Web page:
How to manage Legionella during the Coronavirus pandemic

Are you trying to reopen or make sure your site is safe.  Since the start of the Coronavirus pandemic shops, offices, sports clubs and more have closed there doors because of national lockdowns or local restrictions.  The measures were often applied so quickly that employers, managers, owners, etc. did not have time to consider what effect the restrictions would have on their hot & cold water systems.  The ongoing effects of the Coronavirus pandemic is leaving many people unsure of what to do.  There has also been an outburst of advice from general from health & safety advisors or governing bodies much of which has not been correct.

Measures designed to minimise the risk of Coronavirus have meant that many sites have had to close or had staff numbers heavily reduced as people are furloughed or work from home.

 

At the start of the lockdown measures in March 2020 many sites were basically abandoned as well as regular health and safety measures.

 

National and local lockdown measures have increased the risk of Legionella bacterial growth in hot & cold water systems.

 

As water systems have gone unused or the usage has been reduced then water may have stagnated allowing Legionella bacteria to grow.

 

How do you now ensure your site is safe?

Health & safety requirements have not gone away during the Coronavirus pandemic.  Measures designed to control and prevent Legionella bacteria need continue during any lockdown or restriction.  You may also need to implement additional measures to control or prevent Legionella bacterial growth.

 

You may have seen the various health & safety notices stating that water systems need to be cleaned, disinfected, chlorinated and tested.  THERE IS NO ON SIZE FITS ALL ANSWER.

 

You must consider the individual nature of your site, water system and the measures you already have in place.  You may already have done enough to ensure your hot & cold water system is safe to use such as implementing a weekly flushing regime which is one of the measures the HSE's ACOP L8 recommends when outlets become infrequently used.  It may also be a good time to get your risk assessment up to date.

Regular Flushing

During lockdown and local restrictions you may have not used your water system, or reduced staffing levels may mean there is not enough regular usage to control and prevent Legionella bacterial growth.

 

The Health & Safety Executive identify an infrequently used outlet as not used for a period of seven days or more.  When outlets and water systems become "infrequently used" they need to be "flushed" at least weekly.  Why?  Because water can stagnate and promote bacteria growth.  Flushing the water system and outlets will reduce the risk.

An effective flushing regime can prevent or minimise the risk of Legionella bacterial growth.  Effective flushing during any lockdown or restriction measures can make returning to work or opening any site much easier and cheaper.  If you are unsure how to effectively flush your water system we can either quote to do the work for you or we offer an online course to teach you the principles of system flushing.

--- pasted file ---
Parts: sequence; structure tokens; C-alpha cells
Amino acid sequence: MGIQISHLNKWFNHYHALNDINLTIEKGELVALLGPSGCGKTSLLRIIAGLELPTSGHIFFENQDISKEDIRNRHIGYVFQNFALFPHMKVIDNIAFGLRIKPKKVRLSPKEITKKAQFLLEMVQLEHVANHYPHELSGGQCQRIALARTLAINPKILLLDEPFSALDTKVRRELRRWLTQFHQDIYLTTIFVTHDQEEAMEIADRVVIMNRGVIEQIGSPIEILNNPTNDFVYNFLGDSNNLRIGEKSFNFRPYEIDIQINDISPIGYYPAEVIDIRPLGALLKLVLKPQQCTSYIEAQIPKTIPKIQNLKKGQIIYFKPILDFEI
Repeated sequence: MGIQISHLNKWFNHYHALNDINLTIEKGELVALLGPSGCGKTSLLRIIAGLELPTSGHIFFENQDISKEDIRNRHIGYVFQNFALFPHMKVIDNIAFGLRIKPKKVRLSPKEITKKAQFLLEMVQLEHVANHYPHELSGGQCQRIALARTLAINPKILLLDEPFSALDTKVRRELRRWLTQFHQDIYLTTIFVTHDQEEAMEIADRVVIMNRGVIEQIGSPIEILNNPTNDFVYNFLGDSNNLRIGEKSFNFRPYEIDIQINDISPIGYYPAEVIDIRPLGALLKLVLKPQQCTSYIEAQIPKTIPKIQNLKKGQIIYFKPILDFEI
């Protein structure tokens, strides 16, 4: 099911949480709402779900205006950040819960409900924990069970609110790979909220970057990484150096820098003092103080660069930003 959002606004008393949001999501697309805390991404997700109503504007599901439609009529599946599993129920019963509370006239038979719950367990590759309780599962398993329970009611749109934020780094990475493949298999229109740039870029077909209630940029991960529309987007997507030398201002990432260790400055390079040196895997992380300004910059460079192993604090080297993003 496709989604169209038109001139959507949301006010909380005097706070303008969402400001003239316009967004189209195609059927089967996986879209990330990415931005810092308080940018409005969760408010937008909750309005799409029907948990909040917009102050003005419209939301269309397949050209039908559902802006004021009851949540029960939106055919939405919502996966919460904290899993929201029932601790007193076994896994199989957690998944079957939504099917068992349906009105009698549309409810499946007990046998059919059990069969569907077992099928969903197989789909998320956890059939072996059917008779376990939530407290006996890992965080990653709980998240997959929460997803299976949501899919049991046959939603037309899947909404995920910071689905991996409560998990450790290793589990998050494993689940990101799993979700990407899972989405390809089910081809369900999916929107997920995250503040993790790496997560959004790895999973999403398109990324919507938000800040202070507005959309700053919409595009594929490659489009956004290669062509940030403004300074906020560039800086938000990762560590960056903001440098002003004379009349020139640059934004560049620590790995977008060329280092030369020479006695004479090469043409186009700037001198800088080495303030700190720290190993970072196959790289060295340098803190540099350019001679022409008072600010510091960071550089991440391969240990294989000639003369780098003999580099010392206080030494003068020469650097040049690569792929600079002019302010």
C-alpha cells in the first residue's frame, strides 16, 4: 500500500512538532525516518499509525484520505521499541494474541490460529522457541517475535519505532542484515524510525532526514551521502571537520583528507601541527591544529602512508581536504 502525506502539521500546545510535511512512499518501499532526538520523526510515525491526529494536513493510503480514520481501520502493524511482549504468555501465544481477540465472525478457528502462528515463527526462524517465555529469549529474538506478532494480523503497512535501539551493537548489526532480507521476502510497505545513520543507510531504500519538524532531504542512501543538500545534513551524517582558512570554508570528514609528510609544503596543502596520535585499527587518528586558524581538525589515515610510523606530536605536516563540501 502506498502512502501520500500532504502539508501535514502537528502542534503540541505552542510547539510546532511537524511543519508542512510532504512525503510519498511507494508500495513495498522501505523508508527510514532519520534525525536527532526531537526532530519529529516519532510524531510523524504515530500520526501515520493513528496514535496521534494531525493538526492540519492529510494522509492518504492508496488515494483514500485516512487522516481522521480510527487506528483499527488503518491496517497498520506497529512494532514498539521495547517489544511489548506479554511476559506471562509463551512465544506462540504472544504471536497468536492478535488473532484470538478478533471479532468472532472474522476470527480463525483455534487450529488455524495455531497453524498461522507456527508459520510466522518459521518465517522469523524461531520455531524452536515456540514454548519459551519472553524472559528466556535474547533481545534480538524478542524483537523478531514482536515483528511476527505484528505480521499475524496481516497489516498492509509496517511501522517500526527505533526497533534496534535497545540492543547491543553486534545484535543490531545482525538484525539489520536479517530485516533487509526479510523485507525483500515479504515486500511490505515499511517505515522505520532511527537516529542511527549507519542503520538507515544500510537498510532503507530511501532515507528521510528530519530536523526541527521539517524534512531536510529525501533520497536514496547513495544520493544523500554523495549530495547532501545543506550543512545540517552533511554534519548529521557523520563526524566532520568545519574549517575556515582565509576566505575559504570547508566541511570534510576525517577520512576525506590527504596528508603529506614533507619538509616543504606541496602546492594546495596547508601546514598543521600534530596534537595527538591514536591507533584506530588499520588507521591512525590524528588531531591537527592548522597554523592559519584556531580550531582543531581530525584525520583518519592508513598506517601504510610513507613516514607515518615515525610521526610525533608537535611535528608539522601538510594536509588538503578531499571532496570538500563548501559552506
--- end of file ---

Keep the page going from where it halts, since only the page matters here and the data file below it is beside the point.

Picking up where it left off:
Legionella Testing

If you have any doubt at all about the safety of your hot & cold water system then get it tested.  Testing must always be the first step, even when there is an obvious problem with the water system.

 

Obvious problems would include but are not limited to dead inspects or animals in water tanks, long periods where the system has been unused or long periods where water has been at a temperature which could promote bacterial growth.

Testing benchmarks the condition of your water, the test results may show that you do not have measurable levels of Legionella bacteria, in which case you do not need to have expensive works or treatments carried out.  Even if you decide to have your system cleaned, disinfected or chlorinated you still need to test your water before and after the work so you can prove the work has been effective.

Cleaning, Disinfection & Chlorination

Your water system may or may not need to be chlorinated.  If you are concerned about your system for any reason get it tested before and after chlorination.  Without testing you cannot safely establish the need to chlorinate your system or if the chlorination has been effective.

 

Testing for Legionella is not the same as checking for the concentration of chlorine in the system.

 

When chlorinating, the chlorine must remain at the correct concentration throughout the whole system for the right length of time.  There is a tendency for service providers to increase the chlorine amount to shorten the timescale the chlorine remains in the system so they can move onto the next job.  This does not work!

 

If the company you are using does not test for Legionella before and after chlorination or advise the service takes less than one hour to complete, do not use them.

 

It is not a certificate of chlorination you need but a test certificate proving there is no Legionella.

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